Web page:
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Royal wedding: Don't mock us because we're obsessed

April 28, 2011 |  1:53 pm

Will and Kate If you saw the April 20 episode of "The Middle," you saw the show's frugal and sensible matriarch, played by Patricia Heaton, go bananas for the royal wedding. Never mind her normal money-saving schemes, which have disrupted several family situations. On the occasion of Kate Middleton marrying Prince William, she orders commemorative merch, stocks up on scones to eat during her middle-of-the-night viewing and buys a big flat-screen TV -- albeit with plans to return it the day after. When she gets pinkeye and can't actually watch the wedding ceremony, her family gathers around to give her a play-by-play. It's a sweet moment, but then again: They had no choice.

"The Middle" specializes in capturing the sensibilities of the average American, and with this episode they've never been more spot on. As the majority of British people either shrug off the wedding with disinterest or recoil in horror at the price tag attached to the one-day event, we have whipped ourselves into an excited frenzy.

There has been a rash of commentaries pointing to this dichotomy, including one by Simon Reynolds that raises an eyebrow at our fairy tale view of Britain and the pop culture that indulges the myth. The truth: They're not the perfect picture of refinement, but, as Newsweek points out, screaming mad over severe cuts to public services while the royals are overindulging. To add insult to injury, Friday has been declared a public holiday, which won't be good for the economy. And as an extra special stab, tax dollars are going toward some of the wedding preparations, including security. I guess that's where these commemorative barf bags come in.

Henry Chu gives more economic specifics, including:

"While the prime minister is right to call on people to have fun, could he not have asked the royal betrothed to pick a Saturday?" the Financial Times asked in an editorial this week, which bore the tagline: "Money can't buy you love, but love can put you in the red."


The cost of the wedding itself, to be borne by the royal family with a contribution from the Middletons, is a closely guarded secret. The royal household is said to want to avoid looking too extravagant during an economically delicate time, though it's a bit of a hard sell when the wedding plans call for young trees to be placed inside Westminster Abbey to create a garden-like ambience, at a reported price of more than $80,000.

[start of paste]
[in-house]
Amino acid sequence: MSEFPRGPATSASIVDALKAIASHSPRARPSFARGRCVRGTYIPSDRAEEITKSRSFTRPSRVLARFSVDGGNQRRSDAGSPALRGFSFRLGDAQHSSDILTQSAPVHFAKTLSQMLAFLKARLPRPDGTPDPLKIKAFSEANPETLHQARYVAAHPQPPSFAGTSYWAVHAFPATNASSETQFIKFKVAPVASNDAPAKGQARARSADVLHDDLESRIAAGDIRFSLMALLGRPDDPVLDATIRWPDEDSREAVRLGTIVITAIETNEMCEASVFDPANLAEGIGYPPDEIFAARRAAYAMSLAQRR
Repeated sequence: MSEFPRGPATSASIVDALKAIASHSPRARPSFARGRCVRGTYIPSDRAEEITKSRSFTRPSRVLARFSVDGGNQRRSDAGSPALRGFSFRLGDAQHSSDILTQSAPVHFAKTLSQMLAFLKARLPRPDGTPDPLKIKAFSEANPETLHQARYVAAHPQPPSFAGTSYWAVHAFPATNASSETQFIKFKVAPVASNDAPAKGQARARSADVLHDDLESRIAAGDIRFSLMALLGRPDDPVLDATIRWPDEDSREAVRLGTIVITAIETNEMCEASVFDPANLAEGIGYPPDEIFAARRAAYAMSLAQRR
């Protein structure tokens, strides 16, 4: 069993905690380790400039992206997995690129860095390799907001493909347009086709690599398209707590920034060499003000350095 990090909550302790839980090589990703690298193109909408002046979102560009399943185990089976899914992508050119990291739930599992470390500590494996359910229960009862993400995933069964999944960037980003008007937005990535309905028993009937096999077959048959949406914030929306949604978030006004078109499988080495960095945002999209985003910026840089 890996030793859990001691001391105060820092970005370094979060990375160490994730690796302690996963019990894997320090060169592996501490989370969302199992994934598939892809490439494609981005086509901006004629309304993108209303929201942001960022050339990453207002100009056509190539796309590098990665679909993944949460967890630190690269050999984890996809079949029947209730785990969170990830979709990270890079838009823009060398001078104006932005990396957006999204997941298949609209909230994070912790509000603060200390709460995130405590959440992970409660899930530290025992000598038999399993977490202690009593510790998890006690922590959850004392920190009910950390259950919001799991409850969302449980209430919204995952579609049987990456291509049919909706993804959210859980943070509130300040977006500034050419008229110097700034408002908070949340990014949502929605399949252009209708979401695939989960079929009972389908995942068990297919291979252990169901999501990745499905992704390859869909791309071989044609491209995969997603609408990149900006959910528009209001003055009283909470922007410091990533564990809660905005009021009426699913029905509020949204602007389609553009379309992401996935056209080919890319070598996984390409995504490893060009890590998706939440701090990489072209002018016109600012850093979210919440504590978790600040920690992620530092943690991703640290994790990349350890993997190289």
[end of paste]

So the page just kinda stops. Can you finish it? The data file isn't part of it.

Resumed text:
And the queen's subjects aren't entirely off the hook. Some associated costs will be picked up by taxpayers, such as the massive security operation required for the event, which could cost as much as $33 million.

Aside from a fascination over the cultural reactions, I was neither here nor there about the actual wedding until Wednesday when I was searching our database for photos to run with our royal wedding content (see related links below). Suddenly, I caught myself lost in thought. Was Kate practicing her walk down the aisle? Was she crying at every love song? Was William exasperated by all the wedding preparations and counting down to when life would go back to his version of normal? And, how jealous Kate's sister must be, I thought. Oh, and look at this: Kate's dad doesn't wear a wedding ring either.

I was drinking the Kool-Aid, setting my DVR for Friday at 3 a.m. and paying close attention to Nigella Lawson's breakfast fit for a queen -- even though she admits she probably won't tune in to the big event. It had occurred to me, just as it had to the mom on "The Middle" that on Friday morning Kate Middleton will wake up a commoner and go to bed a princess. There's just something magical about that.  

I don't think we should overlook the people of Britain who feel royally screwed; and if anything, all the wedding coverage has helped shed light on the very real issues afflicting the country. But I'm all for pressing pause for a couple of days and indulging in the fantasy of it all.

In the meantime, I'll take comfort in the fact that it's not just the silly Americans who are excited. So, too, is Tricia Easthope from Norfolk, Britain, who earlier this week set up a tent across from Westminster Abbey in order to ensure a good viewing spot for the royal wedding.

Royal Enthusiast


No gift, but good luck!

Will and Kate: Save the throne

Meghan Daum: Her Royal Blandness

William and Kate's ceremony is missing a mom

Not-quite-so-royal wedding, circa 1937 -- thank you, Wallis Windsor!

Full coverage: The royal wedding

-- Alexandra Le Tellier

Photos, from top: Prince William and Catherine Middleton; camping royalist Tricia Easthope. Credits: Mario Testino / St. James' Palace; Associated Press

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